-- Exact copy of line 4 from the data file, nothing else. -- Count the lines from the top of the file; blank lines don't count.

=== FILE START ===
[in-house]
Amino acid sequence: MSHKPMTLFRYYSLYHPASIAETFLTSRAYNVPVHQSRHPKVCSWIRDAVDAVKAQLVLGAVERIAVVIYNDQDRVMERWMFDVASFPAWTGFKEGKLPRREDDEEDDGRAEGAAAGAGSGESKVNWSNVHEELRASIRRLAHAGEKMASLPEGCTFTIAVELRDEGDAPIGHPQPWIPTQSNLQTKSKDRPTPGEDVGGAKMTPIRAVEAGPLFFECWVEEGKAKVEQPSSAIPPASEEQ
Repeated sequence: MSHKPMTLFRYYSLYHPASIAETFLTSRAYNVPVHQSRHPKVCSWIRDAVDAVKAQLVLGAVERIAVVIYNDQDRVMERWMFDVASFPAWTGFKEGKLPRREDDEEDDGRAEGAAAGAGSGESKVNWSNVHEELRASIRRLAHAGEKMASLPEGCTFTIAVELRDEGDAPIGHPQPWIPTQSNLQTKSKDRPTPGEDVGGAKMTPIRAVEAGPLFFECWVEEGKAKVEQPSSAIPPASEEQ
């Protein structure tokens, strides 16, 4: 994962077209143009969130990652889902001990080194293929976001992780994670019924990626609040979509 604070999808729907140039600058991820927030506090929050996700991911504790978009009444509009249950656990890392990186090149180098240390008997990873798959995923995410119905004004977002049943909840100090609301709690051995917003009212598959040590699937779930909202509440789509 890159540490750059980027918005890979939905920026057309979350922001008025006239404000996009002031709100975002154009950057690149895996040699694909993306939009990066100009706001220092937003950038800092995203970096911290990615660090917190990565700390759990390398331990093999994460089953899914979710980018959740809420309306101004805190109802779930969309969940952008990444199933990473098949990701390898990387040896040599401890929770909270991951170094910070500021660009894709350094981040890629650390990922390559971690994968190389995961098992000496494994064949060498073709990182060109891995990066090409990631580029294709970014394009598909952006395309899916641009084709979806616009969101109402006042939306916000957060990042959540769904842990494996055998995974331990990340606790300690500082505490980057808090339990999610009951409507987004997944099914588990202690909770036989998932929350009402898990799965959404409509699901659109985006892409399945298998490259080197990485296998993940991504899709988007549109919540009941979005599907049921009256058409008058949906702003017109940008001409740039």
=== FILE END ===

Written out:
């Protein structure tokens, strides 16, 4: 994962077209143009969130990652889902001990080194293929976001992780994670019924990626609040979509 604070999808729907140039600058991820927030506090929050996700991911504790978009009444509009249950656990890392990186090149180098240390008997990873798959995923995410119905004004977002049943909840100090609301709690051995917003009212598959040590699937779930909202509440789509 890159540490750059980027918005890979939905920026057309979350922001008025006239404000996009002031709100975002154009950057690149895996040699694909993306939009990066100009706001220092937003950038800092995203970096911290990615660090917190990565700390759990390398331990093999994460089953899914979710980018959740809420309306101004805190109802779930969309969940952008990444199933990473098949990701390898990387040896040599401890929770909270991951170094910070500021660009894709350094981040890629650390990922390559971690994968190389995961098992000496494994064949060498073709990182060109891995990066090409990631580029294709970014394009598909952006395309899916641009084709979806616009969101109402006042939306916000957060990042959540769904842990494996055998995974331990990340606790300690500082505490980057808090339990999610009951409507987004997944099914588990202690909770036989998932929350009402898990799965959404409509699901659109985006892409399945298998490259080197990485296998993940991504899709988007549109919540009941979005599907049921009256058409008058949906702003017109940008001409740039």